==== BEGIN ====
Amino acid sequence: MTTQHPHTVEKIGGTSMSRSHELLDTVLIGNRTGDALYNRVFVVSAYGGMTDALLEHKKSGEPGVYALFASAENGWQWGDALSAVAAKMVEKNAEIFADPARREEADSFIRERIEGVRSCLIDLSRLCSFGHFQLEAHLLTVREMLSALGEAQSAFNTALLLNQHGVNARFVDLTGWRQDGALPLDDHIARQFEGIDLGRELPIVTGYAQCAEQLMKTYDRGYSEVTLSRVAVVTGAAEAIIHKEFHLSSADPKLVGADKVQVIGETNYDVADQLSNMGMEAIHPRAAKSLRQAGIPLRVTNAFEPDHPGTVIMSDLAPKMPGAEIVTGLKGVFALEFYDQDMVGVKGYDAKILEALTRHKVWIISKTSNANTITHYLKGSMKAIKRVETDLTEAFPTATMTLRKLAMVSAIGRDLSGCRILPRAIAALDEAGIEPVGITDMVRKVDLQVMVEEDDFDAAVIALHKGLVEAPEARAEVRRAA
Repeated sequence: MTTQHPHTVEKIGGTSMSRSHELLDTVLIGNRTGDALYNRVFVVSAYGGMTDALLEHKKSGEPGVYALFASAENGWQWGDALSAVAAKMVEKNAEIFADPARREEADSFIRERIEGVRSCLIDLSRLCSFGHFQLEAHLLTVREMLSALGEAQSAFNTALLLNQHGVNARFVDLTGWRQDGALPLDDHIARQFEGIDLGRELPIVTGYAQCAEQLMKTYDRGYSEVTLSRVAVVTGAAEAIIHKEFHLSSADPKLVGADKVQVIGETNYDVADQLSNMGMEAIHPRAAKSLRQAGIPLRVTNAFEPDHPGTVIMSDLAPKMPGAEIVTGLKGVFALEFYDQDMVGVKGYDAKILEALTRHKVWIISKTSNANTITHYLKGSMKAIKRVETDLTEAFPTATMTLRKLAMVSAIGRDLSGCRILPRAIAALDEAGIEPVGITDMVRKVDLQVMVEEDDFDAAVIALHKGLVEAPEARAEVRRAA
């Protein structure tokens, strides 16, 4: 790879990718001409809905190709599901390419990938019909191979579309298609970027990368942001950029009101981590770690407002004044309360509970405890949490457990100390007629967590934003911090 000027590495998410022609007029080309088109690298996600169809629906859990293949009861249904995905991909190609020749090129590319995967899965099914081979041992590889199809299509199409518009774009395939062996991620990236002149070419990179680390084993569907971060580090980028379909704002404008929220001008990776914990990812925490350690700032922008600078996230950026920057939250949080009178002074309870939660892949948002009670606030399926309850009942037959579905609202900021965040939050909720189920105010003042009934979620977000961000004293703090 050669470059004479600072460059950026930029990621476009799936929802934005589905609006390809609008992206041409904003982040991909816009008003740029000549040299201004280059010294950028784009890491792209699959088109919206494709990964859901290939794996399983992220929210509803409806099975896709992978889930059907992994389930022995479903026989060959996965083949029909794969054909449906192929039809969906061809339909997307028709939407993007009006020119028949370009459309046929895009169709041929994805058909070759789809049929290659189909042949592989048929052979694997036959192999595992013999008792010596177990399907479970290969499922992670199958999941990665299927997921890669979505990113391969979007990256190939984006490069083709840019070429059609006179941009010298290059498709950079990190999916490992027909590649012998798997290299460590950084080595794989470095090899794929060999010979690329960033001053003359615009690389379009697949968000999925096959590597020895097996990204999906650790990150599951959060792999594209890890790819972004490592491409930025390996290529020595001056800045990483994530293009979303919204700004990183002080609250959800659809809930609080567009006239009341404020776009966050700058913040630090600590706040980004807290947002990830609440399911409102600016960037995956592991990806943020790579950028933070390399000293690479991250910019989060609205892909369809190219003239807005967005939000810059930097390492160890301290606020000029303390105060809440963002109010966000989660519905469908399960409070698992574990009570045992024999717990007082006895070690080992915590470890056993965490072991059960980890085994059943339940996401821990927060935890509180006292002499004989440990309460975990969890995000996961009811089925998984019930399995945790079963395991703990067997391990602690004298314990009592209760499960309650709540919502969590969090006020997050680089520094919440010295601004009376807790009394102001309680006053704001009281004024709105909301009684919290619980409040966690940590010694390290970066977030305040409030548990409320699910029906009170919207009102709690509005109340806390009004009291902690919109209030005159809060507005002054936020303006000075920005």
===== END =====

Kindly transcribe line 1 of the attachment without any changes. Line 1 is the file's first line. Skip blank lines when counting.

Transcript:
Amino acid sequence: MTTQHPHTVEKIGGTSMSRSHELLDTVLIGNRTGDALYNRVFVVSAYGGMTDALLEHKKSGEPGVYALFASAENGWQWGDALSAVAAKMVEKNAEIFADPARREEADSFIRERIEGVRSCLIDLSRLCSFGHFQLEAHLLTVREMLSALGEAQSAFNTALLLNQHGVNARFVDLTGWRQDGALPLDDHIARQFEGIDLGRELPIVTGYAQCAEQLMKTYDRGYSEVTLSRVAVVTGAAEAIIHKEFHLSSADPKLVGADKVQVIGETNYDVADQLSNMGMEAIHPRAAKSLRQAGIPLRVTNAFEPDHPGTVIMSDLAPKMPGAEIVTGLKGVFALEFYDQDMVGVKGYDAKILEALTRHKVWIISKTSNANTITHYLKGSMKAIKRVETDLTEAFPTATMTLRKLAMVSAIGRDLSGCRILPRAIAALDEAGIEPVGITDMVRKVDLQVMVEEDDFDAAVIALHKGLVEAPEARAEVRRAA